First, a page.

The Intergalactic Star Pilot Academy has accepted Thierry Leroux into the elite class of sky year 2231. But the academy comes with a hefty price tag, and there's no way he, a poor Sythe orphan, has the credits the academy requires. Thierry’s brother, Corbin, a high-class companion, suggests Thierry sell his virginity for the cost of tuition. It seems like a ridiculous idea, but it may be Thierry’s only shot, so Thierry asks Corbin to arrange a meeting on the pleasure planet of Wish.
On Wish, Thierry meets Corbin's boss, Monroe, and they agree to auction off Thierry’s virginity. Thierry is grateful to the masked buyer he knows only as “Dragonfly,” and Dragonfly is gentle, making Thierry’s first time a good memory. When Dragonfly requests to see him again, and pay for the pleasure, Thierry returns to Wish. But in this game, falling in love is dangerous for the heart, and Thierry might not like the man behind the mask.
I enjoyed reading To the Highest Bidder. It was an entertaining, fun, and smexy read. It also started as an insta-love story but then developed into a greater romance.
First off, Thierry and Dragonfly fell in love instantly, which I thought was a bit weird. Making sure someone has a good first time does not mean you should fall in love with him. Everything just felt rushed and made Thierry seem immature (which he is) and Dragonfly a bit creepy at times (which he is). There are time skips that we don’t see, so their relationship could have been growing in that time, but it was just a little weird to me because it didn’t blend as well.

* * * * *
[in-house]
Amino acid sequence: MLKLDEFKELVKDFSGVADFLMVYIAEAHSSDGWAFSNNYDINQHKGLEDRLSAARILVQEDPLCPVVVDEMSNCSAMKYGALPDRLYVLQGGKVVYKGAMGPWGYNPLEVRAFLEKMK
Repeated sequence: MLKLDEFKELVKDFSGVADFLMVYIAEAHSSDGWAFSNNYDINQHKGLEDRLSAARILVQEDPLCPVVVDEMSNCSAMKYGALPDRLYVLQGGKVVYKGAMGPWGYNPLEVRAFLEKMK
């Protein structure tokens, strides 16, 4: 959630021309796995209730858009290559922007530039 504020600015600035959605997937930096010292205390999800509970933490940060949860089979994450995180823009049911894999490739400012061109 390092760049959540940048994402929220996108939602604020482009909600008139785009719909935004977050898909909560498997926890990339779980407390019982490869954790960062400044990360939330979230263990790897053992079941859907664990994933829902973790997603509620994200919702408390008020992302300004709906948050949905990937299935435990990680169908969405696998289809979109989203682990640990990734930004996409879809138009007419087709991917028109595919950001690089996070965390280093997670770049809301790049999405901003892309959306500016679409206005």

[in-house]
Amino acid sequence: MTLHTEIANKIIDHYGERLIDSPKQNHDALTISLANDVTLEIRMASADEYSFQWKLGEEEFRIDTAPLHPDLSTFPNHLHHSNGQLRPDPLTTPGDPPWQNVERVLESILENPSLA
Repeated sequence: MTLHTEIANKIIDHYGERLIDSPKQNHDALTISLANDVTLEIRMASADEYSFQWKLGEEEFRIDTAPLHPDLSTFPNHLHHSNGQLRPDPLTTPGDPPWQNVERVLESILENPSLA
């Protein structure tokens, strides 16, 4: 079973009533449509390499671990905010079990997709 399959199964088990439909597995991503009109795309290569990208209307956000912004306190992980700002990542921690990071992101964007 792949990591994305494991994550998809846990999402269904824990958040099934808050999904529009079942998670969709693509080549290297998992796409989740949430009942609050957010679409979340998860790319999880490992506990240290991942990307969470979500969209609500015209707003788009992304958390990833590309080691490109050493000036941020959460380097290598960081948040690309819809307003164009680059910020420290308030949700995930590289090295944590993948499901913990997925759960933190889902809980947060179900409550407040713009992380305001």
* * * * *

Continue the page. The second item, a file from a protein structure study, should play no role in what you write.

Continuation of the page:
However, while it was insta-love between the characters at first, I liked how the author ended up resolving their relationship in a realistic and well-thought out way. First, the reveal of who Dragonfly was worked well for me.
set up the end half of the book and really forced Thierry to grow up and realize that relationships are not easy. One of the characters basically calls Thierry out on the fact that he was immature and how he said he was in love yet when that love was tested, he didn’t react well. Although, I do understand why he reacted the way he did, I thought it was great to see that things weren’t going to just wrap up in a neat bow.
This is also where the hot sex takes a backseat, the plot becomes much more prevalent, and most of the angst comes in. While there were still smexy times, I loved the new plot developments, as they all helped (forced) the characters to grow up and evolve. Like I said, Thierry had to mature and learn to work for his relationship while Dragonfly had to learn to be a bit less cynical and jaded (even if it takes practically the entire rest of the book for this to happen). And while there were times where the angst between Thierry and the revealed Dragonfly became a bit repetitive and dragged on, I think it still worked for the overall story.
My only other big issues with this novel were a few conflicting details I noticed, which were annoying, and the time skips. As I mentioned before, there are time skips throughout the novel, some only a few weeks or a month, others half a year to a decade. Time skips are iffy to me because while they can help drive the plot along, they can also hurt the character development in a story. And while a few of the time skips worked (i.e. the giant one between the final chapter and the epilogue), I didn’t like many of the time skips as I felt I missed out on a lot of relationship and character development. I also would have liked to see more of Thierry as a pilot, since that was the reason behind why he started all of this in the first place, but aside from seeing him do some homework and schoolwork, we didn’t get to see much flying.